Herbert Hoover
31st President of the United States

(1929 - 1933)
Vice President: Charles Curtis


Hoover met a delegation of Boy Scouts at the White House. Ceremonial events such as this did nothing to assuage the hunger of the American people for decisive leadership in alleviating the hardships of the Great Depression.


President: Herbet Hoover

Wife: Lou Henry (1875-1944), on February 10, 1899

Kids: Herbert Clark Hoover (1903-69); Allan Henry Hoover (1907-93)

Pets: a collie; Yukon, a malamute; Patrick, an Irish wolfhound; Eaglehurst Gillette, a setter; Weejie, an elkhound; fox terriers named Big Ben and Sonnie; shepherds named King Tut and Pat; an opossum

Bio: Herbert Hoover, (1874-1964), was the 31st President of the United States. Herbert Clark Hoover was born in West Branch, Iowa, on Aug. 10, 1874. His father died of typhoid fever when Herbert was six years old. Less than three years later, his mother died of pneumonia. He went to to live with an uncle in Newberg, Oregon, and attended a Quaker academy. At 17, Hoover entered Stanford University, graduating in May 1895 with a degree in engineering.

Hoover went on to work for a variety of foreign engineering firms, including those from Britain, Australia and China. Before leaving for China, he married Lou Henry on Feb. 10, 1899. But in 1901, he returned to London, working there until 1908. Soon he developed his own worldwide engineering firm and became quite wealthy.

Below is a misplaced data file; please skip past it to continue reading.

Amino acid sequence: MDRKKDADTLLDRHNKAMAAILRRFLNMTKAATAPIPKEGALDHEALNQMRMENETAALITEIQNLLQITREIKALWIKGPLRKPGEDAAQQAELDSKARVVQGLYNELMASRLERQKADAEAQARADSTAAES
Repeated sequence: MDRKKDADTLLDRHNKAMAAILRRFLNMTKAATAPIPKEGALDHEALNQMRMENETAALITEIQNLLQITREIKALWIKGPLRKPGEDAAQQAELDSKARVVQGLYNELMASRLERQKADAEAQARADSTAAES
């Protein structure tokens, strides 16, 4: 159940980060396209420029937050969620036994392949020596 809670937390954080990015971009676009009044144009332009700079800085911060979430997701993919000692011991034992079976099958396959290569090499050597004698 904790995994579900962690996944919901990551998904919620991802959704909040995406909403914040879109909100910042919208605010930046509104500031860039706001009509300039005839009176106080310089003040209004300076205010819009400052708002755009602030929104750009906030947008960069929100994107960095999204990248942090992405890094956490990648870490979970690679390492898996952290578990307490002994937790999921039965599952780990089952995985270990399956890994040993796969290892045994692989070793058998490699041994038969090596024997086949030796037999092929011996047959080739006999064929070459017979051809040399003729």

During the War, Hoover was appointed by Wilson to institute the American Relief Administration to alleviate the suffering of people living in war-torn countries. Hoover developed it into a worldwide relief organization, supporting and feeding almost 200 million people by 1920.

Soon Harding appointed him secretary of commerce, where he gained the respect to be the Republican nominee for president. He won with a larger popular vote and a larger electoral vote (444 to 87) than any president had ever received.The two major issues marking Hoover’s presidency were Prohibition and the Depression. He struggled to enforce Prohibition, and was shocked when the stock market crashed on Oct. 29, 1929, eventually leaving 14 million Americans un employed before the end of Hoover's term.

Although he was renominated in 1932, he lost in a decisive vote for Franklin D. Roosevelt. However, he stayed active in the government, his last position being that of the head of the Commission on Organization of the Executive Branch of Government. He retired in 1955 at the age of 80.

Hoover died in New York City on Oct. 20, 1964, 2 months after his 90th birthday.

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